Halifax-based Hargreaves Foundry, which has been manufacturing cast iron
since 1896 and now casts for celebrated sculptor Anthony Gormley, explains
how traditional foundry skills are preserving some of Britain’s finest
buildings for generations to come.
are just a handful of traditional foundries left in the UK – but those that
remain are playing a vital role in the restoration and preservation of
Britain’s finest period architecture.
surviving foundries possess the knowledge, skill and product range which can
turn even the most difficult-looking job into one of the most
straightforward elements of restoration. Designs that may seem hard to find
are actually part of the off-the-shelf range.
Hargreaves Foundry, which was established in 1896 and is now the second
largest manufacturer in the UK, recently supplied more than 380 gutter
lengths and 110 rainwater pipes in the style of one of Yorkshire’s
most-loved heritage buildings from its off-the-peg range.
|The immense Piece
Hall in Halifax, built in 1779 as a place for hand weavers to sell their
cloth, is now a shopping centre, entertainment venue and popular tourist
|At 6,500sqm, the
impressive Grade I listed building had moulded gutters which had to be
painted a specific sand colour that would match the building’s Yorkshire
Calderdale Metropolitan Borough Council, which manages the building, was
able to replace the failing guttering and drainpipes from Hargreaves’s
standard product ranges.
Sourcing replica cast iron guttering and pipe work isn’t as difficult as it
may seem when you know where to look, and neither is replacing more unusual
fittings on a large scale.
Gambrell, Hargreaves Foundry sales manager, said: “Cast iron is peculiar to
UK architecture and there are just three major manufacturers left here.
We’re the only ones that can deal in both volume and bespoke applications on
such a large scale. Hargreaves has now moved its entire UK production to
using only recycled or scrap iron and steel.”
describes a recent challenge to restore one of Cambridge University’s
college buildings, the Maufe building on St John’s College complex.
“The building is distinctive. It was built in
the 1930s and has a very gentle curve to it. There was guttering and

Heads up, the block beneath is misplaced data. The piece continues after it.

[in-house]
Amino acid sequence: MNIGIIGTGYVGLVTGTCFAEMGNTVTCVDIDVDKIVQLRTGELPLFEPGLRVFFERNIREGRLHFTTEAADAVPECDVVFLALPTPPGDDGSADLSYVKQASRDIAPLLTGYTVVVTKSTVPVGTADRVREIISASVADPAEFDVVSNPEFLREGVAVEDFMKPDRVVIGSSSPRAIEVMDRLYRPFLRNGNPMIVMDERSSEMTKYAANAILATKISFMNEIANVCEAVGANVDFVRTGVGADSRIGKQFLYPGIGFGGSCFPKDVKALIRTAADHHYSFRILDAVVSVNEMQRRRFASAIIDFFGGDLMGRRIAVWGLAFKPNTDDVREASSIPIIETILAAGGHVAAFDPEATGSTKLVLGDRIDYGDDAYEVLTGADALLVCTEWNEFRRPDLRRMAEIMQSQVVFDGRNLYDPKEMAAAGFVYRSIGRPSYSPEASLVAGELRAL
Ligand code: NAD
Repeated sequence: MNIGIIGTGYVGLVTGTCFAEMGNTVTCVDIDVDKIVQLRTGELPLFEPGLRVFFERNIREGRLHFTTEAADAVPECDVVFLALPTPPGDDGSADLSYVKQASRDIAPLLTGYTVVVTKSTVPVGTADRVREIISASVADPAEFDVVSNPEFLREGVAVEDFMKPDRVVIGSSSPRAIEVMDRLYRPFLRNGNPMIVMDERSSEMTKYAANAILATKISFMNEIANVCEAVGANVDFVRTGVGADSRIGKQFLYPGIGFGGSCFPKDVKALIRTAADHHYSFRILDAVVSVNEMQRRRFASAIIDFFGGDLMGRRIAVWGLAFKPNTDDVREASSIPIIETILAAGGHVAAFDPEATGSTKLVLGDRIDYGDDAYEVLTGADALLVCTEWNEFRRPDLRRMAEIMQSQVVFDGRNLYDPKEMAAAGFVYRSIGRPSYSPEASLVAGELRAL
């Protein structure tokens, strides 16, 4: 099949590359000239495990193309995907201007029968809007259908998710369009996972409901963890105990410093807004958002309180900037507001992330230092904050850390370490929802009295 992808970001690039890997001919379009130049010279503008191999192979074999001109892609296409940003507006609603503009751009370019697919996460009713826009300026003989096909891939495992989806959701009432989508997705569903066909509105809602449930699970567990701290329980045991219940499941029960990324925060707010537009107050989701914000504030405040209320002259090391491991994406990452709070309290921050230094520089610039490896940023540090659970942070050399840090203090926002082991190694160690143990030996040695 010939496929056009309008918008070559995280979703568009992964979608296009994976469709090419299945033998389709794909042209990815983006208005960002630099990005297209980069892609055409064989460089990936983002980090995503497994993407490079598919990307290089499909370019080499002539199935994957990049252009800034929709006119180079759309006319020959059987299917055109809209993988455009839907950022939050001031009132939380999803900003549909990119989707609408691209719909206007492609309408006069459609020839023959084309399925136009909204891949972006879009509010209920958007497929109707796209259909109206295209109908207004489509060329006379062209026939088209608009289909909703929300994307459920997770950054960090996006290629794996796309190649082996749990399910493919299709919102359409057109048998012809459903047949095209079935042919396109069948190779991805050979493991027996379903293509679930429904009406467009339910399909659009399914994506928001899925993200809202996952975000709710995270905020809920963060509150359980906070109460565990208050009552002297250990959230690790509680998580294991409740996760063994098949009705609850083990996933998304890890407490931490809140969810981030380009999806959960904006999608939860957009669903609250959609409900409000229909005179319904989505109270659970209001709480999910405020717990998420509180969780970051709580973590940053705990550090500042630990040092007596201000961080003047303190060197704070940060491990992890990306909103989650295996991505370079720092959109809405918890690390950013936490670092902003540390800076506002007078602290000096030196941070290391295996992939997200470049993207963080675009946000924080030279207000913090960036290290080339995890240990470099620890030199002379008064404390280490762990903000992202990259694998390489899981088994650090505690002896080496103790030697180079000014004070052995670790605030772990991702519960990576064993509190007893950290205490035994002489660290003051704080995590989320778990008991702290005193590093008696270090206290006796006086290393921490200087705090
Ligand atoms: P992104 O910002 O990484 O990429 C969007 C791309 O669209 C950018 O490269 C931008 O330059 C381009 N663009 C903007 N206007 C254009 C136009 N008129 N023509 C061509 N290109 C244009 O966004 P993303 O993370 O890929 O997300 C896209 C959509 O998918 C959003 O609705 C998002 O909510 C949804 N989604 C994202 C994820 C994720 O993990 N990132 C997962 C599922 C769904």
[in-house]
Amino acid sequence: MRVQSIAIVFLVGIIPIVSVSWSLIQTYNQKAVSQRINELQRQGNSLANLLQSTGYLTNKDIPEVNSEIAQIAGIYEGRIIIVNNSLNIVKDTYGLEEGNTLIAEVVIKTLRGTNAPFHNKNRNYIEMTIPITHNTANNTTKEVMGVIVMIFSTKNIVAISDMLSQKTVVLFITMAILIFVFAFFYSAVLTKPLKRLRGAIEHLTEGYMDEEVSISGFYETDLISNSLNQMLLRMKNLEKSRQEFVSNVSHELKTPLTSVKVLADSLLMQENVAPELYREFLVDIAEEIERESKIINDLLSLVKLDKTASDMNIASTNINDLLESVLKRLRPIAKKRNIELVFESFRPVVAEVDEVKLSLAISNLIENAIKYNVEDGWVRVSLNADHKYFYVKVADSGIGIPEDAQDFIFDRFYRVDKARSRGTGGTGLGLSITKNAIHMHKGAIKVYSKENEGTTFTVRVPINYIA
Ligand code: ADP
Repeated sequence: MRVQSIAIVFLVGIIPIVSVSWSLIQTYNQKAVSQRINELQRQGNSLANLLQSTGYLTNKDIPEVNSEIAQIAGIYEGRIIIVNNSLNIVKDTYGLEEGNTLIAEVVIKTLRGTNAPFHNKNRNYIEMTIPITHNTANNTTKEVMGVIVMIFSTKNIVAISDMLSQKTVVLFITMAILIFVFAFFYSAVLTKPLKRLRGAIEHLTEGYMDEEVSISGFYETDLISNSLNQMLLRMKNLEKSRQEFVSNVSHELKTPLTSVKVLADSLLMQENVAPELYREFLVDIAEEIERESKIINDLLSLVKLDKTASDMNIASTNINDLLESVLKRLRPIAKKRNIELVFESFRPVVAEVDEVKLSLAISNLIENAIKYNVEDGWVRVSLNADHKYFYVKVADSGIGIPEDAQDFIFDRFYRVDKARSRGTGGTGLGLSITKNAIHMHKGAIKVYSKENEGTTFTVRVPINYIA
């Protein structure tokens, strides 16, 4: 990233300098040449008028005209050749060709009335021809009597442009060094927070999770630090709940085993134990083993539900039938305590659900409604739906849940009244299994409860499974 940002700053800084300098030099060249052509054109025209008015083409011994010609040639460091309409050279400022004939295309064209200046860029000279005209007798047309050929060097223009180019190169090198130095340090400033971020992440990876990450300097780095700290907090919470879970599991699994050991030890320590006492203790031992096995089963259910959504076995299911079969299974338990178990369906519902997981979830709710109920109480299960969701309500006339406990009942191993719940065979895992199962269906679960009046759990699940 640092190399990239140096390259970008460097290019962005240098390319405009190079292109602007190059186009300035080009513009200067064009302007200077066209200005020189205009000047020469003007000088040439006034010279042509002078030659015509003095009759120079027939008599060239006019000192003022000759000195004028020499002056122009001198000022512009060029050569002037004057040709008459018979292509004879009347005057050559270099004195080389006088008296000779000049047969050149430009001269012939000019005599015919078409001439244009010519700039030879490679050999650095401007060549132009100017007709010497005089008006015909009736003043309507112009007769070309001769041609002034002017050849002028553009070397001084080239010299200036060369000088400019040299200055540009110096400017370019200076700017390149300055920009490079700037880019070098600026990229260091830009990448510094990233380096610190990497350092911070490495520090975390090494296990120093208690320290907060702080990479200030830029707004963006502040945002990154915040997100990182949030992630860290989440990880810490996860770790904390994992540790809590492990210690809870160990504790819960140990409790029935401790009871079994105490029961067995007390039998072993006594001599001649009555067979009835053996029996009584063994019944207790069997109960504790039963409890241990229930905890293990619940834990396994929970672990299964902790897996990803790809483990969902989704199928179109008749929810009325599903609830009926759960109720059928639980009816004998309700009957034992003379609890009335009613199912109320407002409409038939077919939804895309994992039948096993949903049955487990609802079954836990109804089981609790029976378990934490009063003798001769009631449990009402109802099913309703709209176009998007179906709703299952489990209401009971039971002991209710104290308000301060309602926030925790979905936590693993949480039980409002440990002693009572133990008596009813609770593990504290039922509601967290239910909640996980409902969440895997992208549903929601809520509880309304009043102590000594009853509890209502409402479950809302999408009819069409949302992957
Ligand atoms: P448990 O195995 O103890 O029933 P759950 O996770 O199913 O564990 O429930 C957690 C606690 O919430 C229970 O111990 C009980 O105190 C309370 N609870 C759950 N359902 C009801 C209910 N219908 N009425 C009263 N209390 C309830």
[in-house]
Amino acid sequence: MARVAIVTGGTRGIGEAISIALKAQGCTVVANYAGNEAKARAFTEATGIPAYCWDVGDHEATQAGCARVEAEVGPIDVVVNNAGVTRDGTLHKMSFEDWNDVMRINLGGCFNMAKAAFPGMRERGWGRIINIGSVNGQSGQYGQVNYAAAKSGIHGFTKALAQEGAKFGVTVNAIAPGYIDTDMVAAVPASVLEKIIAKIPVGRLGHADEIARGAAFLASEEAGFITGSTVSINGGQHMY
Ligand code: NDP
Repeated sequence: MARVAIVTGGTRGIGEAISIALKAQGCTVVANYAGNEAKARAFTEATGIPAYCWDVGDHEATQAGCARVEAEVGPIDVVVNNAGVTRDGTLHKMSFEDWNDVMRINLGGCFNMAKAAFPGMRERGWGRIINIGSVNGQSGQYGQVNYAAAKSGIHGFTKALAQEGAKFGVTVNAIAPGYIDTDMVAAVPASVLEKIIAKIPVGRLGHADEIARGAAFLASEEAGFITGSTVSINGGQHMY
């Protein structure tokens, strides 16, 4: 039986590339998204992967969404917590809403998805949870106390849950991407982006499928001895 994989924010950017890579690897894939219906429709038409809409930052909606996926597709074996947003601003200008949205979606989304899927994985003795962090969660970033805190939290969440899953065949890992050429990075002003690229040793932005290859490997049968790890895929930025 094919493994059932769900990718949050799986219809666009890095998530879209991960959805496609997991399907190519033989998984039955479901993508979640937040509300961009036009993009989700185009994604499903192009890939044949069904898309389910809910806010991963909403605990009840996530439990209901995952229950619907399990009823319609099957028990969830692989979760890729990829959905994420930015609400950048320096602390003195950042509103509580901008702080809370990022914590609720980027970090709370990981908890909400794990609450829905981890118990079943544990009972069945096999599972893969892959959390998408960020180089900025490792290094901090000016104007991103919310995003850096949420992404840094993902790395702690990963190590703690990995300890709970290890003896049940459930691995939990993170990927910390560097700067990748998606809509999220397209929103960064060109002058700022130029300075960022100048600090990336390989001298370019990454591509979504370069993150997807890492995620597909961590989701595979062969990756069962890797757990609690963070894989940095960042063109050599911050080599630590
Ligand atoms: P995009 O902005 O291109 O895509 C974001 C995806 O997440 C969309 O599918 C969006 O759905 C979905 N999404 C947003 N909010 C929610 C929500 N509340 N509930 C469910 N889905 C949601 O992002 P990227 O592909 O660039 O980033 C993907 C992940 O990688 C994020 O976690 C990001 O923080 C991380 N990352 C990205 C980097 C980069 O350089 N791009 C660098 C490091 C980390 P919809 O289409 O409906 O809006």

pipework to both sides. This means that we had to produce convex guttering
and pipework for one side of the building and concave guttering and pipework
for the other. Not only that, but the original pipework had unusual
dimensions – 4.25x3.25in rather than the standard 4x3 inches.”
architects wanted to reuse about half of the original gutters, fittings and
pipework, the replacement products had to match exactly the originals to
precise tolerance levels.
executed the job with such precision, they were able to hand the
installation over to the University’s building maintenance division to slot
new straight into old.
|The new ironwork
also had to feature a decorative motif – a hallmark of the building. Clive
took a sample of the original guttering back to the foundry so the pattern
makers could reproduce the motif from the original. The replica ironwork is
almost indistinguishable from the originals.
explained: “The task of repairing and replacing historic cast iron windows,
pipes, guttering and other products can require skills as much akin to a
master detective as a master craftsman.
loss, erosion and damage over scores of years can turn ornate cast iron into
irregular pieces of heavyweight jigsaw puzzles. When no original patterns
and no record of the original dimensions survive, there is rarely a
straightforward formula for 21st century replicas.”
Cambridge project, Hargreaves’s expert cast iron detective team had more to
go on but it is not always the case.
Garrison Chapel in Pembroke Dock, the only surviving Georgian classical
chapel in South Wales, Hargreaves were tasked with casting 11 new windows
using a clutch of clues, some comprising no more than fragile, slender
details, along with photographs of the original hopper-style openings.
in-situ and performing well in the restored church buildings, the cast iron
windows can be expected to provide up to a century of service, after which
all the castings can be fully recycled.
Cast-iron production has changed very little over the last century.
Architects and specifiers are realising that this very traditional material
is one of the most environmentally sustainable products in the building
hundred per cent recyclable and with a life-expectancy of at least a
century, cast iron offers great green credentials, particularly when
compared with many modern alternatives.
further information on Hargreaves Foundry see